It occurs when a writer feels truly stuck and unable to write.
There are many possible causes, including anxiety, stress, or a simple lack of understanding of the material.
Writing is never a smooth process, and most successful writing proceeds in fits and starts.
Writer’s block refers to those greater-than-ordinary blockages.
Pay special attention to anything your instructors spent a lot of time on in class, that’s likely what’s very important.
The evidence you collect will help fill in the blank spaces on your outline. If you can answer that question, that evidence belongs in your paper. Now is also a good time to start your citations – there’s nothing worse than having the perfect quote but not being able to include it because you can’t remember where it’s from.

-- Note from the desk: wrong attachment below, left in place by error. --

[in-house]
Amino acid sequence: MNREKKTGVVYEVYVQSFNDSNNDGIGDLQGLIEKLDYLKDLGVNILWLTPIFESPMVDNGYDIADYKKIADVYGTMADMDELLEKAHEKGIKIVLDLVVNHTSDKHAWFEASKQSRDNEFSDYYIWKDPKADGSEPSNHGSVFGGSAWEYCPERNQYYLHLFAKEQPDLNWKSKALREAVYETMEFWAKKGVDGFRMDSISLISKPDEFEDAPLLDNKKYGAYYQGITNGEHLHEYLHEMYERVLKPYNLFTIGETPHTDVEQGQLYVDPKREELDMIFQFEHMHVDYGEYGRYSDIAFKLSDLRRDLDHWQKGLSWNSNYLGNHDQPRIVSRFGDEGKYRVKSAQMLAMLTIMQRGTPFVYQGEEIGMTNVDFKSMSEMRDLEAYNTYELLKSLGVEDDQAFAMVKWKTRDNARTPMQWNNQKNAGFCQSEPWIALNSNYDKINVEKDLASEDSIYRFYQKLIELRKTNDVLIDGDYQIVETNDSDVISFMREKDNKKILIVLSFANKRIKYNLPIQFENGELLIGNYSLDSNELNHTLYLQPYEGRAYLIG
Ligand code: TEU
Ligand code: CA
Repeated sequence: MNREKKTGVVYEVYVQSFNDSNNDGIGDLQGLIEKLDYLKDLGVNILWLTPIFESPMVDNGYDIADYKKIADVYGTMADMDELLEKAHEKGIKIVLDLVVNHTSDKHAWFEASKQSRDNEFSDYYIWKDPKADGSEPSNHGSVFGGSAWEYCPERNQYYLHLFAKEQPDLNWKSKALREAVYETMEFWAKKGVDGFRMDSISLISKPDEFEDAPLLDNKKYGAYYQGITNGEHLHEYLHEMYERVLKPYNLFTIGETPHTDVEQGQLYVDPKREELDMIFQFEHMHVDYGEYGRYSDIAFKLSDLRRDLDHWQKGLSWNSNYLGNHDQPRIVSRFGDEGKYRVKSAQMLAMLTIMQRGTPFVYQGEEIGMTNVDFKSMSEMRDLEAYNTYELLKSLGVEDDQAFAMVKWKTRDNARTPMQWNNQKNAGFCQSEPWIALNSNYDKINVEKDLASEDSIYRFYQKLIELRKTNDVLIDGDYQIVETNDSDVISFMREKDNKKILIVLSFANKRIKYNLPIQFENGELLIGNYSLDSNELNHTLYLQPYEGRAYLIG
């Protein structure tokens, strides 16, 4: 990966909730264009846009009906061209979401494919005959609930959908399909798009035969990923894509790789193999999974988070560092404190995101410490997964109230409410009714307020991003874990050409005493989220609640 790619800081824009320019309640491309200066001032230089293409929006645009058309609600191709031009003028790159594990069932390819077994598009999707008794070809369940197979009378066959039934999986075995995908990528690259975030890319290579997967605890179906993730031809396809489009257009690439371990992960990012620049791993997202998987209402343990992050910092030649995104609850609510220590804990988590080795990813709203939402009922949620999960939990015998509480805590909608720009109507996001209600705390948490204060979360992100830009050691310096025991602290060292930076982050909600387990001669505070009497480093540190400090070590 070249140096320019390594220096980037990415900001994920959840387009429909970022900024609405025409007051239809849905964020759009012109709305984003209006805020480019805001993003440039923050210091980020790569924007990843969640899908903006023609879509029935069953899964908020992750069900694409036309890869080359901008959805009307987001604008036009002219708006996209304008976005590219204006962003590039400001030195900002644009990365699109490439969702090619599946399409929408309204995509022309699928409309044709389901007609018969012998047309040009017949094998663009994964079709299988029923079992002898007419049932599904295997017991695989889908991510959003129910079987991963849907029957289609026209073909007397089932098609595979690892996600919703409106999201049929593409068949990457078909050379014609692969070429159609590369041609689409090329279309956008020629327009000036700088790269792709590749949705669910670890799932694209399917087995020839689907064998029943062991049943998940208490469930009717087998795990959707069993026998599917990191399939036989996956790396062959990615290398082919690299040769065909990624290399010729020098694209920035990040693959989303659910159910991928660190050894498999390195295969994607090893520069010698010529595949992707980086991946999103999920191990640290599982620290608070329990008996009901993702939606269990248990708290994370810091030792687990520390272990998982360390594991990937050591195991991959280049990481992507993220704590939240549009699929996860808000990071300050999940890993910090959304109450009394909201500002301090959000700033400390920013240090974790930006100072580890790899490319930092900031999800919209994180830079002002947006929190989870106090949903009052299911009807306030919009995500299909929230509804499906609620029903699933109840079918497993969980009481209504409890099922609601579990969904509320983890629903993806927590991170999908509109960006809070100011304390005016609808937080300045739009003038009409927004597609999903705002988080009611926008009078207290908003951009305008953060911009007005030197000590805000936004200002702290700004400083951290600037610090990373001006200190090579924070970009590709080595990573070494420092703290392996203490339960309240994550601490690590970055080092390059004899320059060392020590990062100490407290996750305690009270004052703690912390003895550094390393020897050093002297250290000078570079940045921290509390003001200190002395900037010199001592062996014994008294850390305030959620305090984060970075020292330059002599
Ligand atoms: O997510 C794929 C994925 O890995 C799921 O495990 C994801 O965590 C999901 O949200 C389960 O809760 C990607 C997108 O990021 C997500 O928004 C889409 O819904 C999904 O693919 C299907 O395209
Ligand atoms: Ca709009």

Try to group related ideas together at this stage to make writing transitions easier.
I have my favorite outline skeleton saved as a template on Word, it looks like this: As you can see, my outline has a lot of blank spaces in it. If your paper requires outside research, you can fill in your evidence with that.
Ultimately, most papers are asking you to make a point and then prove it – either through analysis of materials you’ve gone over in class or with outside research.
Your instructor almost certainly gave you a prompt that told you what to write about. There may be specific materials you need to address, or further clarification on what your argument should be.